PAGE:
ADMINISTRATOR: music therapist graduate student (MT)

 

MAJOR COMPONENTS:

 

  • The stages of treatment were (p. 109)

– referring the participant (P)

– building rapport

– assessing the P

– determining goals, objectives, targets

– identifying intervention strategies

– developing the intervention plan

– administering the intervention plan

– evaluating P’s progress

– terminating the intervention

 

NOTE: When the authors did not describe the procedure, the sessions are NOT listed below.

 

DEVELOPING RAPPORT AND ASSESSING THE P (Sessions 1-3)

 

SESSION 1:

  • C played musical instruments to get P’s attention and observed her

– likes and dislikes

– communicative strategies

– activity level

 

 

SESSION 2:

  • This was the first session in which the parents observed from outside the room.

 

  • C oriented P to the physical set up.

 

  • C made observations about P’s communication, literacy, and music [reference

 

 

SESSION 3:

  • C continued to observe P during this final session.

 

  • As the result of the observations of during Sessions 1-3, C described the following characteristics of P:

– P was nonverbal

– P had a short attention span

– P’s gross motor development was delayed (e.g., unsteady gait, sitting at the piano was a challenge)

– P displayed sensory sensitivity problems

– P enjoyed music

– P used some ASL signs

– P produced “uh”

 

TREATMENT SESSIONS (SESSIONS 4 -7): EXPLORATION

 

  • C rearranged the room, placing instruments within sight but out of reach.

 

  • Each instrument was labeled with a letter indicating its first sound. The purpose of this was to encourage P to produce the initial sound on an instrument to gain access to it

 

  • C also introduced Picture Exchange Communication (PEC) symbols and a communication board to facilitate requesting.

 

  • Sessions were structured around play and play activities using toys, books, and so forth to encourage sound production and engagement.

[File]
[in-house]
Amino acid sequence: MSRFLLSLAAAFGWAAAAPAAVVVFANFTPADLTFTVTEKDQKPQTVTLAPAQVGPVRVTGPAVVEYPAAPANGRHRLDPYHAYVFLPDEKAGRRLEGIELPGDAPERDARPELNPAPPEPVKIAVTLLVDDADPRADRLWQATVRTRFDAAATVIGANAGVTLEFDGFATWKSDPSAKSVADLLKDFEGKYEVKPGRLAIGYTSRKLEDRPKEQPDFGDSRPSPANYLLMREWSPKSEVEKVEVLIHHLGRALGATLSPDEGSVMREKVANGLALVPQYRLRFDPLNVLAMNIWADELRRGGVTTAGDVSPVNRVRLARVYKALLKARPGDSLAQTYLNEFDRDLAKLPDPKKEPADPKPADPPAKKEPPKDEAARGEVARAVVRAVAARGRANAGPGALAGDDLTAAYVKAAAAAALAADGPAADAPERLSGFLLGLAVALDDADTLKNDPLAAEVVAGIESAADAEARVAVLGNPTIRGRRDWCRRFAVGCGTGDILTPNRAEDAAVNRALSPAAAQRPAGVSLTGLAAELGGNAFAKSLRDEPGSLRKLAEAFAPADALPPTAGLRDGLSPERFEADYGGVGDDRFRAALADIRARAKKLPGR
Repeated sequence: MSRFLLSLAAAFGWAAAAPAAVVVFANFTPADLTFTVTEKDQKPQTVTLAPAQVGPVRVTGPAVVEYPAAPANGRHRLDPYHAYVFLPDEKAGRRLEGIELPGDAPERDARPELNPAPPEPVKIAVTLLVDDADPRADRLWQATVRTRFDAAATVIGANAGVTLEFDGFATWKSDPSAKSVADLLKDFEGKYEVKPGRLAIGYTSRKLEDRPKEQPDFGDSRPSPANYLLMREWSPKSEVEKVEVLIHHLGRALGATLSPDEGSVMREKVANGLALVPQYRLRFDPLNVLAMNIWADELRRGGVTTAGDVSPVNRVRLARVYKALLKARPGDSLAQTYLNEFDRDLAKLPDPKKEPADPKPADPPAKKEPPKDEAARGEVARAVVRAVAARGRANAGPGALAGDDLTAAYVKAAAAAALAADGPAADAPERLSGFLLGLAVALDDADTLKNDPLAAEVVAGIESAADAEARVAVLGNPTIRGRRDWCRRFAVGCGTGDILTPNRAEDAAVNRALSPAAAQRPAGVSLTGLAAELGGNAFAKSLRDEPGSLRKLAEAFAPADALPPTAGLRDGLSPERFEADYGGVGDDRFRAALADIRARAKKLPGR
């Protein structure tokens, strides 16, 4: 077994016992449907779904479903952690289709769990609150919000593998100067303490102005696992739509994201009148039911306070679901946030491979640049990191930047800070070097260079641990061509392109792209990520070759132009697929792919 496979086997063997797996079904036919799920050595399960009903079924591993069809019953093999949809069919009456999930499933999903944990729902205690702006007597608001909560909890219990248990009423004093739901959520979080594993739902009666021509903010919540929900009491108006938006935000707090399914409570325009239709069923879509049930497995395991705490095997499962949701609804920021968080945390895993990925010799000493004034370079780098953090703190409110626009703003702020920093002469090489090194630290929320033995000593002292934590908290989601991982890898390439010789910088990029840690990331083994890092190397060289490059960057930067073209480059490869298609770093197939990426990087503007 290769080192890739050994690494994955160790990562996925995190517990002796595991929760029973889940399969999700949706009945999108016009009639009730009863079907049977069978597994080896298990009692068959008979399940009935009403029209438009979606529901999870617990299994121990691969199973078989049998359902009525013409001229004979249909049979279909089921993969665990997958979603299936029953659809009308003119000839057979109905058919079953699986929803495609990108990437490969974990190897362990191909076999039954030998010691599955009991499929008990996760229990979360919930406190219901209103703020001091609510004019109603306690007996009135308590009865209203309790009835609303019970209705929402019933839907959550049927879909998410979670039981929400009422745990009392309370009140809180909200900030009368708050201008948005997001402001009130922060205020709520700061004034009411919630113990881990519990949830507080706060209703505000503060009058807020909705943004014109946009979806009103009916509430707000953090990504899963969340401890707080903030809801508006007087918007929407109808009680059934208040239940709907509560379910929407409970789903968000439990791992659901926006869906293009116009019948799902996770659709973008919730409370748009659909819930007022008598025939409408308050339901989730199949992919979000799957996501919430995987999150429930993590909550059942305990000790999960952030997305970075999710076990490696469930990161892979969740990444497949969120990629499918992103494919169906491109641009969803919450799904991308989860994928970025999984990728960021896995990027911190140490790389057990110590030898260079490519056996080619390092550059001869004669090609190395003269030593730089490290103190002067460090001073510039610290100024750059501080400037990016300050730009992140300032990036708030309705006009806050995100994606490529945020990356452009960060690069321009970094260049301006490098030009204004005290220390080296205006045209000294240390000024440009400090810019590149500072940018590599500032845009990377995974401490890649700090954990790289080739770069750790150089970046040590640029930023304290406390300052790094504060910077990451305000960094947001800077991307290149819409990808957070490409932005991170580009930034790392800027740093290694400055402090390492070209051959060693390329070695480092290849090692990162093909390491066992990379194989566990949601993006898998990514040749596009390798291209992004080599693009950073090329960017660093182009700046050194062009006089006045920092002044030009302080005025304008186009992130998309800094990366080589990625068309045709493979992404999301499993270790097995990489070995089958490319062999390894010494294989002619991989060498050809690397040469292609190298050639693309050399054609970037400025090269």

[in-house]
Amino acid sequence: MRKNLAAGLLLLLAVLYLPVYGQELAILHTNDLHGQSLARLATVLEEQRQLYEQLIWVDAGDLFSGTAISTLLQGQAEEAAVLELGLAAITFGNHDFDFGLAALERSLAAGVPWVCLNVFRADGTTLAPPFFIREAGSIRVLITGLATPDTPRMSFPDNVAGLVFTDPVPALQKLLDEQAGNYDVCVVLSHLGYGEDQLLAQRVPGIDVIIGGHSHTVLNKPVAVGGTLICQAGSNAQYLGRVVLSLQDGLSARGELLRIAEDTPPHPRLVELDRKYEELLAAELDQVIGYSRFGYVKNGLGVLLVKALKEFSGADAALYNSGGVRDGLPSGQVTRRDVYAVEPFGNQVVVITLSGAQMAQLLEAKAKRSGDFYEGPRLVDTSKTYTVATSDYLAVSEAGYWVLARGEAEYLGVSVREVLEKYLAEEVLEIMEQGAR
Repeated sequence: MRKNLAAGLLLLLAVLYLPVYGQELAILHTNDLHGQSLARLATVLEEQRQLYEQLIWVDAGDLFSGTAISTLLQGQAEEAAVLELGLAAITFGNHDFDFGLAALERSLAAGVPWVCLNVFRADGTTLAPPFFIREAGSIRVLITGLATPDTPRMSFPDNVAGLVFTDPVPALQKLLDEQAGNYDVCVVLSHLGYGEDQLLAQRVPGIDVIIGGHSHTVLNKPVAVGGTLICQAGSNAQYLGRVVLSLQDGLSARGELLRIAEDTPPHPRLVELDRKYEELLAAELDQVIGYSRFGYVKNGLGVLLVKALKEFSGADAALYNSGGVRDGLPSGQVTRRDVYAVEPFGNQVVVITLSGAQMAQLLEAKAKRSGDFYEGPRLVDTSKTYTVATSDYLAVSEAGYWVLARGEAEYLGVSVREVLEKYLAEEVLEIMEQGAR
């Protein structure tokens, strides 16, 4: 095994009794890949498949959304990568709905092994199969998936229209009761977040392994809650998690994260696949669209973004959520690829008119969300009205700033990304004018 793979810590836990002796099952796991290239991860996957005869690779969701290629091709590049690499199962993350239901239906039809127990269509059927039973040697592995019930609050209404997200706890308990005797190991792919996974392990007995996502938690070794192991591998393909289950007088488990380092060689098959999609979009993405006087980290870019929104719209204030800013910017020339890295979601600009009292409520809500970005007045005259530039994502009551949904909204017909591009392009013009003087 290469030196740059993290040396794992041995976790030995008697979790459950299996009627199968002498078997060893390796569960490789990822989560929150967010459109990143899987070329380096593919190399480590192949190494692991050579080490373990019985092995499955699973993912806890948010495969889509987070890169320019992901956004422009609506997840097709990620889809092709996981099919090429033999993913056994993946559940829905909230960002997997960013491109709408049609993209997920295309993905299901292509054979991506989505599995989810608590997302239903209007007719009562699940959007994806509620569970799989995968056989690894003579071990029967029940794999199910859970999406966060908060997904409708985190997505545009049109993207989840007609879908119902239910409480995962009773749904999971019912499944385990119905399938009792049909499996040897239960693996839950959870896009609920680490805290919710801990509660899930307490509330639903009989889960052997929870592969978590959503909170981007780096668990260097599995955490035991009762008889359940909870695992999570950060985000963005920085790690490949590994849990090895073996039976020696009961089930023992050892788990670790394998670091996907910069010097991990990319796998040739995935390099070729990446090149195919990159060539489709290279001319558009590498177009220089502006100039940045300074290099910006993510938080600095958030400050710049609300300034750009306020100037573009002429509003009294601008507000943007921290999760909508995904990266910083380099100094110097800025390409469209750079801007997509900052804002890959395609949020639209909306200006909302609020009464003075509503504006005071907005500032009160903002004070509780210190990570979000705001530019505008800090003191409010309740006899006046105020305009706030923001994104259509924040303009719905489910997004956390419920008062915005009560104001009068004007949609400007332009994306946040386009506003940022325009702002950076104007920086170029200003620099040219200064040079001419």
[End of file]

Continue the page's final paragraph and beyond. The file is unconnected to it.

• Each week the session involved a theme which included the music therapy activities, the beginning and end of the session were marked by “Hello” and “Goodbye” songs.

 

  • Each session included at least one theme-based new song with visual aids. The songs and added were placed in the P’s songbook.

 

  • Intervention involved a number of treatment approaches.

 

  • C allowed P to explore the therapy room.

 

 

TREATMENT SESSIONS (SESSIONS 8 -14): INTRODUCING

VISUAL AND INTERACTIVE AIDS

 

  • C began to include sound-based activities. Specifically, she used “Sound Box Songs” and “Easy Does It for Apraxia-Preschool Series.”

 

SESSION 8:

  • C increased focus on facilitating interactions (e.g., using toys, visual aids, and bubble.)

 

 

SESSION 9:

  • C focused on drawing on a dry erase board due to P’s interest in the task. The drawing activity was regularly used in subsequent sessions.

 

 

SESSION 11:

  • C continued to add new songs. In this session, she added “Whose Name is This?” which appeared to be of interest to P.

 

 

SESSION 12:

  • C provided several balloon to the session

 

 

SESSION 13:

  • C moved introduction of the balloons to the end of the session.

 

  • C noted that pauses in the music helped to elicit mouthing or vocalizing

 

  • C changed “Welcome” to “Hello” during to drawing activity.

 

 

SESSION 14:

  • The furniture in the therapy room was changed to include child-sized chairs and tables.

 

  • Hand motions used during speech therapy were added to the sessions to facilitate mouthing and vocalizing.

 

  • This was the last session of the Fall Term. Therapy would resume 8 weeks later.

 

 

TREATMENT SESSIONS (SESSIONS 15 -21): VERBALIZATION AND DRAWING

 

  • Therapy was re-initiated after an 8 week winter break. However, there was an additional hiatus between Sessions 20 and 21.

 

SESSION 16:

  • New farm animals were added to the “Old MacDonald” song.

 

 

SESSION 17:

  • C introduced a new “Hello” song.

 

  • Several factors (P’s fatigue, the new song, physical issues) contributed to confusion and limited attention during the session.

 

SESSION 18:

  • C returned to the old “Hello” song.

 

 

SESSION 19:

  • C used flash cards during this session. From the prose, it could be assumed that this intervention had been used previously.

 

 

SESSION 20:

  • C introduced “Ants Go Marching In” board book/song intervention.

 

  • C assisted P in sounding out words of items she wanted.

 

 

SESSION 21:

  • There was a break of 1 month between Session 20 and 21.

 

  • The following changes in intervention plans had been made noted for Session 21 in Session 20 notes.

– include word music in interventions

– include numbers and words for the numbers in modeling

– include written words on Flash Cards

 

– C reported that P

  • was excited to return to therapy after a 1 month hiatus
  • displayed decreased attention, perhaps due to her excitement
  • independently produced several sounds during “Old MacDonald” but appeared to be frustrated and/or bored.
  • indicated that she wanted to play an instrument by herself by producing a 3 word phrase
  • enjoyed playing with the bubbles

¶ when playing with the bubbles attempted to say “pop.”

 

 

TREATMENT SESSIONS (SESSIONS 22-24): TERMINATION

 

 

SESSION 22:

  • C added a new song: the “Easter” song that was paired “with interactive aids” (p. 114.)

 

 

SESSION 23

  • C used the bubble activity as a reward.

 

 

SESSION 24:

  • This was the final session